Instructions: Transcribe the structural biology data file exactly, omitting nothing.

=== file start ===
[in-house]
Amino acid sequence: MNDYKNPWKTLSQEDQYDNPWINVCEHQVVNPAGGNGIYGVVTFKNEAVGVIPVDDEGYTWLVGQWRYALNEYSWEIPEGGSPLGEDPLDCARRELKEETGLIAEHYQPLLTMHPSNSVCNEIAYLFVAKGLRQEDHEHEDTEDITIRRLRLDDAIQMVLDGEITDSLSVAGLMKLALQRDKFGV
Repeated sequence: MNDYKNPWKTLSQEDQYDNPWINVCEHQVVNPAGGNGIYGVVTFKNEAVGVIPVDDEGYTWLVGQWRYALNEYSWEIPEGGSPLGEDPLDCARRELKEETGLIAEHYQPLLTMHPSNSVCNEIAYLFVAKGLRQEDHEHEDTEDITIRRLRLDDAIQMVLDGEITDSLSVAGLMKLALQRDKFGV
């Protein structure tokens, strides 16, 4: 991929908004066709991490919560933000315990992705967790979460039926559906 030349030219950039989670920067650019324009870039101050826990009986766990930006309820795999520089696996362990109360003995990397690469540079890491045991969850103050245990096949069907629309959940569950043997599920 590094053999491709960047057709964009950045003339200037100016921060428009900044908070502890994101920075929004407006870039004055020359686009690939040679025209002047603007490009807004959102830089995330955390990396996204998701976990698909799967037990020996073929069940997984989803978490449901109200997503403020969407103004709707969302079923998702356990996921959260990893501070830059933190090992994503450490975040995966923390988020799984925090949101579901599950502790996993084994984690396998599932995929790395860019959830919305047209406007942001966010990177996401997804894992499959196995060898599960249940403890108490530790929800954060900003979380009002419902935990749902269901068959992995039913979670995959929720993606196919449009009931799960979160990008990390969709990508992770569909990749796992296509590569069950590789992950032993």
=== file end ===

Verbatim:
[in-house]
Amino acid sequence: MNDYKNPWKTLSQEDQYDNPWINVCEHQVVNPAGGNGIYGVVTFKNEAVGVIPVDDEGYTWLVGQWRYALNEYSWEIPEGGSPLGEDPLDCARRELKEETGLIAEHYQPLLTMHPSNSVCNEIAYLFVAKGLRQEDHEHEDTEDITIRRLRLDDAIQMVLDGEITDSLSVAGLMKLALQRDKFGV
Repeated sequence: MNDYKNPWKTLSQEDQYDNPWINVCEHQVVNPAGGNGIYGVVTFKNEAVGVIPVDDEGYTWLVGQWRYALNEYSWEIPEGGSPLGEDPLDCARRELKEETGLIAEHYQPLLTMHPSNSVCNEIAYLFVAKGLRQEDHEHEDTEDITIRRLRLDDAIQMVLDGEITDSLSVAGLMKLALQRDKFGV
């Protein structure tokens, strides 16, 4: 991929908004066709991490919560933000315990992705967790979460039926559906 030349030219950039989670920067650019324009870039101050826990009986766990930006309820795999520089696996362990109360003995990397690469540079890491045991969850103050245990096949069907629309959940569950043997599920 590094053999491709960047057709964009950045003339200037100016921060428009900044908070502890994101920075929004407006870039004055020359686009690939040679025209002047603007490009807004959102830089995330955390990396996204998701976990698909799967037990020996073929069940997984989803978490449901109200997503403020969407103004709707969302079923998702356990996921959260990893501070830059933190090992994503450490975040995966923390988020799984925090949101579901599950502790996993084994984690396998599932995929790395860019959830919305047209406007942001966010990177996401997804894992499959196995060898599960249940403890108490530790929800954060900003979380009002419902935990749902269901068959992995039913979670995959929720993606196919449009009931799960979160990008990390969709990508992770569909990749796992296509590569069950590789992950032993």